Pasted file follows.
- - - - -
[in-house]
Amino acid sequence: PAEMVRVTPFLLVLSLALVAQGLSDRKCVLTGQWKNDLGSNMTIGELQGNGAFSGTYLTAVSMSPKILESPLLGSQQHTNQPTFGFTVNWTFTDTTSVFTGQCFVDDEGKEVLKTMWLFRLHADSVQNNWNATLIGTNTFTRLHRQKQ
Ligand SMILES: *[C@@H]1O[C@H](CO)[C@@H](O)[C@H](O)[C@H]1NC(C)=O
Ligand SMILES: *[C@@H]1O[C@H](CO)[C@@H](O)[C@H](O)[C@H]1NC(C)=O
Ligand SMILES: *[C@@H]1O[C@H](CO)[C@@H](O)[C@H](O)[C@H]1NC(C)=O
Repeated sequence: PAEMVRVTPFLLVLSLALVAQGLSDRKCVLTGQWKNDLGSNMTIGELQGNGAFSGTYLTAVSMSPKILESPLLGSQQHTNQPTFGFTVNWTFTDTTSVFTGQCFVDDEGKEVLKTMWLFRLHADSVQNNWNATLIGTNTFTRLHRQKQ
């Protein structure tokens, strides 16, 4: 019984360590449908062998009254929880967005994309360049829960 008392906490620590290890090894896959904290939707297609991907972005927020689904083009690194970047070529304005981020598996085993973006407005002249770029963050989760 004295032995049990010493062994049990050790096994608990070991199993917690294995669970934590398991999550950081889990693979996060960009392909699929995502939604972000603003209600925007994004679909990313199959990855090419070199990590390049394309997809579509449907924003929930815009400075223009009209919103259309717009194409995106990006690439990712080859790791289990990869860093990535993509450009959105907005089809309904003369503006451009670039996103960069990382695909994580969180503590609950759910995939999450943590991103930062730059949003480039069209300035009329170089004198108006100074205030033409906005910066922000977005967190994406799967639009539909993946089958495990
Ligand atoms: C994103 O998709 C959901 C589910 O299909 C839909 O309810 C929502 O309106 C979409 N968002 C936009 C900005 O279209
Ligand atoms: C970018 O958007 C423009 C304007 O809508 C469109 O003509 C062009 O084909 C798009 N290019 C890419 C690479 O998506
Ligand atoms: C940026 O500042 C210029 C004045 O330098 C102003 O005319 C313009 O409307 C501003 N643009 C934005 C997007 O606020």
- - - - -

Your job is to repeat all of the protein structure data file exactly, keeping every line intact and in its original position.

[in-house]
Amino acid sequence: PAEMVRVTPFLLVLSLALVAQGLSDRKCVLTGQWKNDLGSNMTIGELQGNGAFSGTYLTAVSMSPKILESPLLGSQQHTNQPTFGFTVNWTFTDTTSVFTGQCFVDDEGKEVLKTMWLFRLHADSVQNNWNATLIGTNTFTRLHRQKQ
Ligand SMILES: *[C@@H]1O[C@H](CO)[C@@H](O)[C@H](O)[C@H]1NC(C)=O
Ligand SMILES: *[C@@H]1O[C@H](CO)[C@@H](O)[C@H](O)[C@H]1NC(C)=O
Ligand SMILES: *[C@@H]1O[C@H](CO)[C@@H](O)[C@H](O)[C@H]1NC(C)=O
Repeated sequence: PAEMVRVTPFLLVLSLALVAQGLSDRKCVLTGQWKNDLGSNMTIGELQGNGAFSGTYLTAVSMSPKILESPLLGSQQHTNQPTFGFTVNWTFTDTTSVFTGQCFVDDEGKEVLKTMWLFRLHADSVQNNWNATLIGTNTFTRLHRQKQ
């Protein structure tokens, strides 16, 4: 019984360590449908062998009254929880967005994309360049829960 008392906490620590290890090894896959904290939707297609991907972005927020689904083009690194970047070529304005981020598996085993973006407005002249770029963050989760 004295032995049990010493062994049990050790096994608990070991199993917690294995669970934590398991999550950081889990693979996060960009392909699929995502939604972000603003209600925007994004679909990313199959990855090419070199990590390049394309997809579509449907924003929930815009400075223009009209919103259309717009194409995106990006690439990712080859790791289990990869860093990535993509450009959105907005089809309904003369503006451009670039996103960069990382695909994580969180503590609950759910995939999450943590991103930062730059949003480039069209300035009329170089004198108006100074205030033409906005910066922000977005967190994406799967639009539909993946089958495990
Ligand atoms: C994103 O998709 C959901 C589910 O299909 C839909 O309810 C929502 O309106 C979409 N968002 C936009 C900005 O279209
Ligand atoms: C970018 O958007 C423009 C304007 O809508 C469109 O003509 C062009 O084909 C798009 N290019 C890419 C690479 O998506
Ligand atoms: C940026 O500042 C210029 C004045 O330098 C102003 O005319 C313009 O409307 C501003 N643009 C934005 C997007 O606020």